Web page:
A small group of dedicated nature lovers met to explore the peaceful environs on a warm summer Sunday morning. We spent time on the two main trails, the Red and the Blue, which traverse the woodlands. Each has its unique landscape.
The red trail takes you down into the hollow to the newly designed parking lot on Helena Road. It’s only a short walk to the overlook at the Richmond Country Country Club golf course. While it is lamentable that the viewing deck is no longer there, the New York State Department of Environmental Conservation has thoughtfully placed a bench where you can sit and soak up the panoramic view down across the rolling greens of the golf course to the water at the horizon’s edge.
The red trail also takes you to the priory pond. While we were there, as if on cue, a large blue bird swooped in to hunt and feed. We deliberated whether it was a great blue or little blue heron, and the knowledgeable birders among us were able to identify it from key field marks as a little blue heron.
The walk was also intended to highlight how Protectors managed, with skillful negotiation and persuasion, to change the fate of this woodland near the top of Todt Hill. Through our efforts, we convinced Governor George Pataki to purchase the parcel from the Conventional Franciscan Friars for $10 million dollars with monies from the New York State Environmental Protection Fund. In 1998, the woodland acres were added to the already sizeable portions of the Greenbelt and put under the administration of the New York State Department of Environmental Conservation, together with other DEC properties.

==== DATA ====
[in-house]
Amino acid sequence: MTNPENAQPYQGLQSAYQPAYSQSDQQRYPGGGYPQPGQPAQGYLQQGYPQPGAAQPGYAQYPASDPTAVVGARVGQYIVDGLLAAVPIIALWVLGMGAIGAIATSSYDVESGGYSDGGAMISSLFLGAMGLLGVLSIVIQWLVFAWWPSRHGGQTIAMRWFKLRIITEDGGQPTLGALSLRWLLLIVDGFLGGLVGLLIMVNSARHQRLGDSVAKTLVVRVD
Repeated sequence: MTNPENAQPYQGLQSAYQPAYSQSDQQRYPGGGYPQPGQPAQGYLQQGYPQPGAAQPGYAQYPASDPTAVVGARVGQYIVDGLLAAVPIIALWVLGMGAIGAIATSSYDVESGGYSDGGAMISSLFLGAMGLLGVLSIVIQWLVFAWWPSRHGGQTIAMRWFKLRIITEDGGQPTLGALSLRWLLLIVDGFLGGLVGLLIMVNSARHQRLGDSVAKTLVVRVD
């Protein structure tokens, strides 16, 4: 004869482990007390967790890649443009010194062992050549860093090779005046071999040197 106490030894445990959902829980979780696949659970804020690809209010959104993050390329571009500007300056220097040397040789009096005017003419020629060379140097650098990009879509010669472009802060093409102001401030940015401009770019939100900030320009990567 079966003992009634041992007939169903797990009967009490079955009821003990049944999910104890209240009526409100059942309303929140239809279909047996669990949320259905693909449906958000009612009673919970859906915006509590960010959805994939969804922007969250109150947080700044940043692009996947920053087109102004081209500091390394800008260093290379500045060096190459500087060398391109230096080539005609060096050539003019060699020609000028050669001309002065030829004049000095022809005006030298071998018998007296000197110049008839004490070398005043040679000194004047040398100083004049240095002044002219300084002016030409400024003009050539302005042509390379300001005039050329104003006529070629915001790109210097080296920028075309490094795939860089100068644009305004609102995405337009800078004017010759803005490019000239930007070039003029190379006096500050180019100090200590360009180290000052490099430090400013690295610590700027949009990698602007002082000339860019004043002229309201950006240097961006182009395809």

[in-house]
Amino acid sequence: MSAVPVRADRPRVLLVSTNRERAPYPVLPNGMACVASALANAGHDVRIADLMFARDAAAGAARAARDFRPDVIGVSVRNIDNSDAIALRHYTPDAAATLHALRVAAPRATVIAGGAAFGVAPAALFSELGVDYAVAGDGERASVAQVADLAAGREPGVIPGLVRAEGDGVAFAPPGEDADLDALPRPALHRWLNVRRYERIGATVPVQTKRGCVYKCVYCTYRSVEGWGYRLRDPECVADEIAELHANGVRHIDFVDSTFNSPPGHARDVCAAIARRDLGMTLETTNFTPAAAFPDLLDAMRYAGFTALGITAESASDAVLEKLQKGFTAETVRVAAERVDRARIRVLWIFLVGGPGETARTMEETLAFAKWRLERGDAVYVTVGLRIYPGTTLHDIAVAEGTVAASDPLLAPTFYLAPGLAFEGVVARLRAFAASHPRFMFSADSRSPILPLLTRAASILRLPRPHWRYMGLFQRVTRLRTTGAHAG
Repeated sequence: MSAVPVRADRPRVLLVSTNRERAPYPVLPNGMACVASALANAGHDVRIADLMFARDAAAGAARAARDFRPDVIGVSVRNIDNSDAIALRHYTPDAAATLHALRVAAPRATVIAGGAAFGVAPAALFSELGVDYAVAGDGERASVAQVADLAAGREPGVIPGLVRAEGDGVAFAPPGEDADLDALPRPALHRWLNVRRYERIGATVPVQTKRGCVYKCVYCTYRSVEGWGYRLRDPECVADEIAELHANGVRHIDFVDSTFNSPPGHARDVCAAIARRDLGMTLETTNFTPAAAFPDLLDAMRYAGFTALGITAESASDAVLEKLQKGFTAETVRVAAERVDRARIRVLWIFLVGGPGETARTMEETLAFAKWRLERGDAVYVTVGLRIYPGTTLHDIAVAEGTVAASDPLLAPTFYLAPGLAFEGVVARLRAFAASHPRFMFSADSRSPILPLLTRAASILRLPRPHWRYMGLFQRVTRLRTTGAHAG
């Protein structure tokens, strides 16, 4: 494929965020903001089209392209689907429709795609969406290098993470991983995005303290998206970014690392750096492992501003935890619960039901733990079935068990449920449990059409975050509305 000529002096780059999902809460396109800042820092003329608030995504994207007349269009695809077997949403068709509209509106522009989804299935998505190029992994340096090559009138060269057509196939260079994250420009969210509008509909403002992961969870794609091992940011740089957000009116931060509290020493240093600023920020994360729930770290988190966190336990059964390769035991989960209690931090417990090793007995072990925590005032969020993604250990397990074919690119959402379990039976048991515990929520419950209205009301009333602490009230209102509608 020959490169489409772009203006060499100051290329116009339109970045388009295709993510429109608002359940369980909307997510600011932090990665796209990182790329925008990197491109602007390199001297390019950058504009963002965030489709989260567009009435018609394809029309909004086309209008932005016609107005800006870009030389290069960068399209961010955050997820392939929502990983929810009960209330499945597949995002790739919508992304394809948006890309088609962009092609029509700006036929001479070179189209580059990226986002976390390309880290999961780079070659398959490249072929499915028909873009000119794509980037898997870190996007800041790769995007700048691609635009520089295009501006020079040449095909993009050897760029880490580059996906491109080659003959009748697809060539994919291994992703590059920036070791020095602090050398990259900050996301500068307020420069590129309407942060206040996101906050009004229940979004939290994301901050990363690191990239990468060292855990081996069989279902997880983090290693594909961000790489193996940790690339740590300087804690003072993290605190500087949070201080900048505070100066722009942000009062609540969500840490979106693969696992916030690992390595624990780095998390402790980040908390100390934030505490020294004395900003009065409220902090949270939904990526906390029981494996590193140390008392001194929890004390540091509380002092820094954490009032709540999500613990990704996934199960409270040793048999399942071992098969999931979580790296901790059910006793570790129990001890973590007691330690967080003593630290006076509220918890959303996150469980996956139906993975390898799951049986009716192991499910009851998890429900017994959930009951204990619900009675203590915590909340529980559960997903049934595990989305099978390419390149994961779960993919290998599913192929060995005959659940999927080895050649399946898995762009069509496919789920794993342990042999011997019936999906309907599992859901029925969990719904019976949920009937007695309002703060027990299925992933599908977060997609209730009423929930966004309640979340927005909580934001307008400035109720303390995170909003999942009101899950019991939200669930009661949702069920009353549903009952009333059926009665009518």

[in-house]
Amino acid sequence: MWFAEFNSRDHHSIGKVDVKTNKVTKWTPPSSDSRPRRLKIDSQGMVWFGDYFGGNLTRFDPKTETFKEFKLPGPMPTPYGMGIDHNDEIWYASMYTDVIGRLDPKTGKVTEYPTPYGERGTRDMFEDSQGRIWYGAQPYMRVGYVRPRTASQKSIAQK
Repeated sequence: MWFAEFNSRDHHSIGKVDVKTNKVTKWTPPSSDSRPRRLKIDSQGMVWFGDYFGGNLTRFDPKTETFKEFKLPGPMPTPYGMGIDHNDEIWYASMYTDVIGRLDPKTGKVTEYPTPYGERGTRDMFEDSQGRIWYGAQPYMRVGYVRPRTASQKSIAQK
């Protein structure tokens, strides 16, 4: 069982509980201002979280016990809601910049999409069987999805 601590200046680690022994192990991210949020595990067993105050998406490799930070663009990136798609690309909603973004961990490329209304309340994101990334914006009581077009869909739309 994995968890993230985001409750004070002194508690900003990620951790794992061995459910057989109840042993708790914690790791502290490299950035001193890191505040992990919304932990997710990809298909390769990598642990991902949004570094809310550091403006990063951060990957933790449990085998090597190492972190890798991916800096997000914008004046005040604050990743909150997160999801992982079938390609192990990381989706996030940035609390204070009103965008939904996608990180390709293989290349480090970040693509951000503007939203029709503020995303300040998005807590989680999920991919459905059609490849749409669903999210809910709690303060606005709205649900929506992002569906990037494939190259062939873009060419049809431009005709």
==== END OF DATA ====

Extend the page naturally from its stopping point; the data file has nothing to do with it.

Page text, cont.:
Trail maps and helpful interpretive notes are available at the DEC kiosk on Todt Hill Road. More information can be found at www.dec.ny.gov/outdoor/45344.html.
FOR OUR CUSTOMARY WALK after our monthly restoration workshop, we
decided to make a loop from Lake Orbach to Pumphouse Pond and back. The
clouds were back again, but no rain. There had been rain this week and last, so the
woods were damp and fertile, apparently just the right amount of moisture in the soil
to cause mushrooms to pop up. On the way we met lots of them: a variety of gilled
mushrooms, the most conspicuous of which were amanitas (the group that’s home to the
most poisonous of our mushrooms) and russulas, and a number of boletes, the mushrooms